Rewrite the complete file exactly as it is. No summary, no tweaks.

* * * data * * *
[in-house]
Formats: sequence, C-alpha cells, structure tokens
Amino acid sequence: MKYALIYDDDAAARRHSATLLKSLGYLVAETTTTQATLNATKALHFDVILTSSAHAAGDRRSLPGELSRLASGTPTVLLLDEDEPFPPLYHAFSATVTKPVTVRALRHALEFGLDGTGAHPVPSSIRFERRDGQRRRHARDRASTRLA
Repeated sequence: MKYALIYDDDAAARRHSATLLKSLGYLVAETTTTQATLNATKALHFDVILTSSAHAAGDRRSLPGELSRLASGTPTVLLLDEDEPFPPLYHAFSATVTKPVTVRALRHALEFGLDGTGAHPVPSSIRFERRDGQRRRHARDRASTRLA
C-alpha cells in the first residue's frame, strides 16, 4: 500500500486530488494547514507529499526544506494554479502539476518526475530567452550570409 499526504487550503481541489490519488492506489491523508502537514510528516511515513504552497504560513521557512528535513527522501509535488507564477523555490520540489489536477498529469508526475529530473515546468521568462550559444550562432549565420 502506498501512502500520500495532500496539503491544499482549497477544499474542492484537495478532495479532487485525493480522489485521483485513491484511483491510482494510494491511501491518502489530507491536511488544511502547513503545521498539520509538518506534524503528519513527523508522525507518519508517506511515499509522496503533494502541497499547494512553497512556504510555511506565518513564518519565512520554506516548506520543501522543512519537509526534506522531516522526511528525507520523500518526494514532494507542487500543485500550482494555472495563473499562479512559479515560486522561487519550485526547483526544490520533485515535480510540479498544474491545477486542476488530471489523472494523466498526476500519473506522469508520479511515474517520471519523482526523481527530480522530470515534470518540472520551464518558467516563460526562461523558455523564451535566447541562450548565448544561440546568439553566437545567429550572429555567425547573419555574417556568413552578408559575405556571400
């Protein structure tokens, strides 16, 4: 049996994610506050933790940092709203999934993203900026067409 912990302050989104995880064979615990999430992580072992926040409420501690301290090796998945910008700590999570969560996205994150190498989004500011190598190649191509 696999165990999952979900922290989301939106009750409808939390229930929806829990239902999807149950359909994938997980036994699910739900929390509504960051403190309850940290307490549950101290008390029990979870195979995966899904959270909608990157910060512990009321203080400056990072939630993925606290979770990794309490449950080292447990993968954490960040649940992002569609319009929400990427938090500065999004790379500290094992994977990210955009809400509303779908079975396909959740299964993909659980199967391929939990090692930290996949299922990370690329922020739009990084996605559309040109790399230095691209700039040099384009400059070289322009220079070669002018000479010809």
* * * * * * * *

[in-house]
Formats: sequence, C-alpha cells, structure tokens
Amino acid sequence: MKYALIYDDDAAARRHSATLLKSLGYLVAETTTTQATLNATKALHFDVILTSSAHAAGDRRSLPGELSRLASGTPTVLLLDEDEPFPPLYHAFSATVTKPVTVRALRHALEFGLDGTGAHPVPSSIRFERRDGQRRRHARDRASTRLA
Repeated sequence: MKYALIYDDDAAARRHSATLLKSLGYLVAETTTTQATLNATKALHFDVILTSSAHAAGDRRSLPGELSRLASGTPTVLLLDEDEPFPPLYHAFSATVTKPVTVRALRHALEFGLDGTGAHPVPSSIRFERRDGQRRRHARDRASTRLA
C-alpha cells in the first residue's frame, strides 16, 4: 500500500486530488494547514507529499526544506494554479502539476518526475530567452550570409 499526504487550503481541489490519488492506489491523508502537514510528516511515513504552497504560513521557512528535513527522501509535488507564477523555490520540489489536477498529469508526475529530473515546468521568462550559444550562432549565420 502506498501512502500520500495532500496539503491544499482549497477544499474542492484537495478532495479532487485525493480522489485521483485513491484511483491510482494510494491511501491518502489530507491536511488544511502547513503545521498539520509538518506534524503528519513527523508522525507518519508517506511515499509522496503533494502541497499547494512553497512556504510555511506565518513564518519565512520554506516548506520543501522543512519537509526534506522531516522526511528525507520523500518526494514532494507542487500543485500550482494555472495563473499562479512559479515560486522561487519550485526547483526544490520533485515535480510540479498544474491545477486542476488530471489523472494523466498526476500519473506522469508520479511515474517520471519523482526523481527530480522530470515534470518540472520551464518558467516563460526562461523558455523564451535566447541562450548565448544561440546568439553566437545567429550572429555567425547573419555574417556568413552578408559575405556571400
């Protein structure tokens, strides 16, 4: 049996994610506050933790940092709203999934993203900026067409 912990302050989104995880064979615990999430992580072992926040409420501690301290090796998945910008700590999570969560996205994150190498989004500011190598190649191509 696999165990999952979900922290989301939106009750409808939390229930929806829990239902999807149950359909994938997980036994699910739900929390509504960051403190309850940290307490549950101290008390029990979870195979995966899904959270909608990157910060512990009321203080400056990072939630993925606290979770990794309490449950080292447990993968954490960040649940992002569609319009929400990427938090500065999004790379500290094992994977990210955009809400509303779908079975396909959740299964993909659980199967391929939990090692930290996949299922990370690329922020739009990084996605559309040109790399230095691209700039040099384009400059070289322009220079070669002018000479010809």